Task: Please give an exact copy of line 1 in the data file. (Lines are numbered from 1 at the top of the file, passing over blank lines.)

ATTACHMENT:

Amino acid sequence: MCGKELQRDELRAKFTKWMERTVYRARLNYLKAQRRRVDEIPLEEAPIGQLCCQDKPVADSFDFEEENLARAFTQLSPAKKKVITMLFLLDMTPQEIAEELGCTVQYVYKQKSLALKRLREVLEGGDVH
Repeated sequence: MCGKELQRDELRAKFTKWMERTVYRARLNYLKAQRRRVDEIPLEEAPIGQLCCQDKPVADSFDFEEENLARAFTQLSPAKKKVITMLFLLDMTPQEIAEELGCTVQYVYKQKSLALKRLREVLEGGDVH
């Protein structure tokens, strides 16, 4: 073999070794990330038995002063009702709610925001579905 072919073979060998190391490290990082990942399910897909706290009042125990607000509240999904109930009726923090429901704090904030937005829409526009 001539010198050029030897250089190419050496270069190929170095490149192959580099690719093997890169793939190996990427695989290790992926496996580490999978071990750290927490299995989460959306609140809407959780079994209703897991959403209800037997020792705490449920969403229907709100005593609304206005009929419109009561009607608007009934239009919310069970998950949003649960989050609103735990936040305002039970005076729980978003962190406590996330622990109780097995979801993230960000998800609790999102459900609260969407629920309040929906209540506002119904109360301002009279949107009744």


Amino acid sequence: MCGKELQRDELRAKFTKWMERTVYRARLNYLKAQRRRVDEIPLEEAPIGQLCCQDKPVADSFDFEEENLARAFTQLSPAKKKVITMLFLLDMTPQEIAEELGCTVQYVYKQKSLALKRLREVLEGGDVH